4.      Gajraj, R. J., et al. " Analysis of the EEG bispectrum, auditory evoked potentials and the EEG power spectrum during repeated transitions from consciousness to unconsciousness." British journal of anesthesia 80.1 (1998): 46-52.

5.       Blankertz, Benjamin, et al. "Boosting bit rates and error detection for the classification of fast-paced motor commands based on single-trial EEG analysis." Neural Systems and Rehabilitation Engineering, IEEE Transactions on 11.2 (2003): 127-131.

6.       Guger, Christoph, et al. "How many people are able to control a P300-based brain–computer interface (BCI)." Neuroscience letters 462.1 (2009): 94-98.

7.      Coan, James A., and John JB Allen. "Frontal EEG asymmetry as a moderator and mediator of emotion." Biological psychology 67.1 (2004): 7-50.

8.      Rundgren, Malin, Ingmar Rosén, and Hans Friberg. "Amplitude-integrated EEG (aEEG) predicts outcome after cardiac arrest and induced hypothermia." Intensive care medicine 32.6 (2006): 836-842.

9.       Delorme, Arnaud, and Scott Makeig. "EEGLAB: an open source toolbox for analysis of single-trial EEG dynamics including independent component analysis." Journal of neuroscience methods 134.1 (2004): 9-21.

10.   Delorme, Arnaud, et al. "EEGLAB, SIFT, NFT, BCILAB, and ERICA: new tools for advanced EEG processing." Computational intelligence and neuroscience (2011): 10.

11.   Bai, Ou, et al. "Exploration of computational methods for classification of movement intention during human voluntary movement from single trial EEG." Clinical Neurophysiology 118.12 (2007): 2637-2655.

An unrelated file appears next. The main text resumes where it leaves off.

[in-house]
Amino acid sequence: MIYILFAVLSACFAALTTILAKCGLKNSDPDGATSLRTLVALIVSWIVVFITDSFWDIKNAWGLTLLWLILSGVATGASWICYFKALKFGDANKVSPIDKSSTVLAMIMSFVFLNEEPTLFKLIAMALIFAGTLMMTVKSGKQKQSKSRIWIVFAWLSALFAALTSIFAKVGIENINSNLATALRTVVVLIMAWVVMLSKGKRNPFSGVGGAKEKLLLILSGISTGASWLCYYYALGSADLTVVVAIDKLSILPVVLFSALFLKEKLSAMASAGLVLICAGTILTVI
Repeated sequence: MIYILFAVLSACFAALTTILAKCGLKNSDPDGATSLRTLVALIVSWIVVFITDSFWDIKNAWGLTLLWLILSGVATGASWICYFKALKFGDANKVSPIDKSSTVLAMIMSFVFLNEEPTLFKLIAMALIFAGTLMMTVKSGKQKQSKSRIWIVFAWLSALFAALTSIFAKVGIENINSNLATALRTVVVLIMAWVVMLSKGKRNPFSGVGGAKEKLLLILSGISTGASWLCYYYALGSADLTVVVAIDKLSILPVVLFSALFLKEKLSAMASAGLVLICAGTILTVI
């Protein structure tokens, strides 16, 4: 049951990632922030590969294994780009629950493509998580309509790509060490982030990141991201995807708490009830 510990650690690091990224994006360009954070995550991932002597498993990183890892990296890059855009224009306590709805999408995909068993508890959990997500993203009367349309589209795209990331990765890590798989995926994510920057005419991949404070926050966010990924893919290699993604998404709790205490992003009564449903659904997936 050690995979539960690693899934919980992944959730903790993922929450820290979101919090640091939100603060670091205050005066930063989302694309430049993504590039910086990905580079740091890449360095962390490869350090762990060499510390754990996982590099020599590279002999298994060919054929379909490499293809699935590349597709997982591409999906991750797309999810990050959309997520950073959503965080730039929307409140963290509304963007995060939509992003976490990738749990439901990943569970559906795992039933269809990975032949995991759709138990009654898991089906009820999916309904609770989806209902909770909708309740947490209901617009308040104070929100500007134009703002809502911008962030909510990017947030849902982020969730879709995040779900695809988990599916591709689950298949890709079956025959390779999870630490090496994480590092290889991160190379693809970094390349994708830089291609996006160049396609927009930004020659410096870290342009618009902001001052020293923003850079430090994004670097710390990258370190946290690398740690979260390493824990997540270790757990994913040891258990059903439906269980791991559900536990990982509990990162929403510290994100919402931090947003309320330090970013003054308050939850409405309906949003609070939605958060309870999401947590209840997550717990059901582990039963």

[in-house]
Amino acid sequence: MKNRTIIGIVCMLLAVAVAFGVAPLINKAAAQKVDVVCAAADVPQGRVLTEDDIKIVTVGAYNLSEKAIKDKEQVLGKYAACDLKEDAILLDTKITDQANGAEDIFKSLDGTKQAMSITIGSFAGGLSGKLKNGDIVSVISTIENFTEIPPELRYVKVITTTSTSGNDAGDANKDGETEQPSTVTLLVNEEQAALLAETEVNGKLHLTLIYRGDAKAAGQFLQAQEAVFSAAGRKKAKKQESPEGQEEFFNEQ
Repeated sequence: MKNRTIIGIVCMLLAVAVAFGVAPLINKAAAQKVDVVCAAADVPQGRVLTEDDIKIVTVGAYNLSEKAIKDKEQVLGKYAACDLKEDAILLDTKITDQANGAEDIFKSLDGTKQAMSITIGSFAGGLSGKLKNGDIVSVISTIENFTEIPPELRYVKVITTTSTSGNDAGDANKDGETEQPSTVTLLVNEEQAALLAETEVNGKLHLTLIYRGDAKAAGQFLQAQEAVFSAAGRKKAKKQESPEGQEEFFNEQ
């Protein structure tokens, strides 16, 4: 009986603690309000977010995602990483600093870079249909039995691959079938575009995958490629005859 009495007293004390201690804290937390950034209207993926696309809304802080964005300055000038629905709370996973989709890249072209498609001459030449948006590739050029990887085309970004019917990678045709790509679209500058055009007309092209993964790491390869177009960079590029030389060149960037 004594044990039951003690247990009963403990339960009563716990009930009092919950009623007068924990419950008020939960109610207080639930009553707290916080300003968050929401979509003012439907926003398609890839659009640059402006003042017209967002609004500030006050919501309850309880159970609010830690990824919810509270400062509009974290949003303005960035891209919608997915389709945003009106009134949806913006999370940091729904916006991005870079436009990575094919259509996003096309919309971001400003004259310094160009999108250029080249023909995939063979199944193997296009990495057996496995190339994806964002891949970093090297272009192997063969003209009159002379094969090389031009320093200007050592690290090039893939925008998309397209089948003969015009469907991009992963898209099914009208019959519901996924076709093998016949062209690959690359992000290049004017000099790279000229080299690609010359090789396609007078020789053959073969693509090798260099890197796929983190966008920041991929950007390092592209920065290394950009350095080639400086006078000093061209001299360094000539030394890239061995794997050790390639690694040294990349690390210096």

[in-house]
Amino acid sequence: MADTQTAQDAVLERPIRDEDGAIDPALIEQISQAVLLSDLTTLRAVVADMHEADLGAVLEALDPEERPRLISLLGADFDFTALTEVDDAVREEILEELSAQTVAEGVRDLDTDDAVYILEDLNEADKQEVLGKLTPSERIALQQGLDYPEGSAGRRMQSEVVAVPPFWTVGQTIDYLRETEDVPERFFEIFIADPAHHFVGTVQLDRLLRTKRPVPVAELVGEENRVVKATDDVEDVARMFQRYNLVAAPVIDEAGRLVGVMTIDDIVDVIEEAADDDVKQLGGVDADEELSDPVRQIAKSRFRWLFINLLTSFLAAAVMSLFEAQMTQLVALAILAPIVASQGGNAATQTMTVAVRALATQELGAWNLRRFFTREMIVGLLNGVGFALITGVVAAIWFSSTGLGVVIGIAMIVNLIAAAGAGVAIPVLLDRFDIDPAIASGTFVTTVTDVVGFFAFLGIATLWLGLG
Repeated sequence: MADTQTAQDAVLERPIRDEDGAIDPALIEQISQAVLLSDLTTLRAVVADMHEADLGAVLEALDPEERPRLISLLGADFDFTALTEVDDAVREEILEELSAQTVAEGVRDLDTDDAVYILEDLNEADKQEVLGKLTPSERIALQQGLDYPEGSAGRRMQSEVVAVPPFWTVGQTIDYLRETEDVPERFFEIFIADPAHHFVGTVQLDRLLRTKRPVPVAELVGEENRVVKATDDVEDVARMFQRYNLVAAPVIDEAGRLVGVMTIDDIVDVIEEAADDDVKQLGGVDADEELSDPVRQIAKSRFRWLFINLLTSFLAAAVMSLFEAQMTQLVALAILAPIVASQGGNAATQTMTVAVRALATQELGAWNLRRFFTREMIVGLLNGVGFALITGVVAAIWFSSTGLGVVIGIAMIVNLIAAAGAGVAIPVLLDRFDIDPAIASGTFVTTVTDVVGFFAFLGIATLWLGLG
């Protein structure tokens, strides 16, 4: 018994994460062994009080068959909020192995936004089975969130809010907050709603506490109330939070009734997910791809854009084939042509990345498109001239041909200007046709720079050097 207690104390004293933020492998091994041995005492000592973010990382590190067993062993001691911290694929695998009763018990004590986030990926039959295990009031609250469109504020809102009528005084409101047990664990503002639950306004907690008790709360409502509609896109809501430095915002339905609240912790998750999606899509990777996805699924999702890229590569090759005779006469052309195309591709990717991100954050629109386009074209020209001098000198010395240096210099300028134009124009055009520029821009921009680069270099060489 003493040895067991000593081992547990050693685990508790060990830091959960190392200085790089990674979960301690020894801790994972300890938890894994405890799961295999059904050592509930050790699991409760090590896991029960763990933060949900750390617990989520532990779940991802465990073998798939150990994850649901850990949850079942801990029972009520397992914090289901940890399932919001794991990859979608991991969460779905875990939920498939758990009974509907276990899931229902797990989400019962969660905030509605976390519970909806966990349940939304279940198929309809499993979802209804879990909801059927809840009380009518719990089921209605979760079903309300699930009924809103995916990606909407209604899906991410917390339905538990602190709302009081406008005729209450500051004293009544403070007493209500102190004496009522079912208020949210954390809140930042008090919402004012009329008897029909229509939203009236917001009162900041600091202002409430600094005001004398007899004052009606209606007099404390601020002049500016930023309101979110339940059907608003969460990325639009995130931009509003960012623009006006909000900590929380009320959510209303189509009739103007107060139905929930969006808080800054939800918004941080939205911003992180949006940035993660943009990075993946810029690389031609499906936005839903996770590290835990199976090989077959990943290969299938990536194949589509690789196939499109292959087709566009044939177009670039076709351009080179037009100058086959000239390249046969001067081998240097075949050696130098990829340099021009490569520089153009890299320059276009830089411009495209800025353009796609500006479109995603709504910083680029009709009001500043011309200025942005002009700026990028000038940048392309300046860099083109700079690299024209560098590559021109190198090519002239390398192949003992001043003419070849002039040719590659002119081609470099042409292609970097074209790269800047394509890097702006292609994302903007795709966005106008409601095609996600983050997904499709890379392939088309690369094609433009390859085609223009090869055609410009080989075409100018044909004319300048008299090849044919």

12.   Šušmáková, Kristina. "Human sleep and sleep EEG." Measurement Science Review 4.2 (2004): 59-74.

13.   Nicolas-Alonso, Luis Fernando, and Jaime Gomez-Gil. "Brain computer interfaces, a review." Sensors 12.2 (2012): 1211-1279.

14.   Chiou, Jin-Chern, et al. "Using novel MEMS EEG sensors in detecting drowsiness application." Biomedical Circuits and Systems Conference, 2006. BioCAS 2006. IEEE. IEEE, 2006.  

15.   Lin, Chin-Teng, et al. "Development of wireless brain computer interface with embedded multitask scheduling and its application on real-time driver's drowsiness detection and warning." Biomedical Engineering, IEEE Transactions on 55.5 (2008): 1582-1591.

16.   Pardey, James, Stephen Roberts, and Lionel Tarassenko. "A review of parametric modeling techniques for EEG analysis." Medical engineering & physics 18.1 (1996): 2-11.

17.   Astolfi, Laura, et al. "Comparison of different cortical connectivity estimators for high‐resolution EEG recordings." Human brain mapping 28.2 (2007): 143-157.

18.   Smit, Dirk JA, et al. "Heritability of “small‐world” networks in the brain: A graph theoretical analysis of resting‐state EEG functional connectivity." Human brain mapping 29.12 (2008): 1368-1378.

19.   G. Tononi. “Consciousness as Integrated Information: a Provisional Manifesto” Biol. Bull. 215: 216–242. (December 2008)

20.   Mirowski, Piotr, et al. "Classification of patterns of EEG synchronization for seizure prediction." Clinical neurophysiology 120.11 (2009): 1927-1940.

21.   Khushaba, Rami N., et al. "Consumer neuroscience: Assessing the brain response to marketing stimuli using electroencephalogram (EEG) and eye tracking." Expert Systems with Applications (2013).

22.   B. Abibullaev and and J. An. “Decision Support Algorithm for Diagnosis of ADHD Using Electroencephalograms” 2011

23.  Myles, P. S., et al. "Bispectral index monitoring to prevent awareness during anesthesia: the B-Aware randomized controlled trial." The lancet 363.9423 (2004): 1757-1763.

24.  Oostenveld, Robert, et al. "FieldTrip

: open source software for advanced analysis of MEG, EEG, and invasive electrophysiological data

Computational intelligence and neuroscience 2011 (2011): 1.


Example of the required level of explanation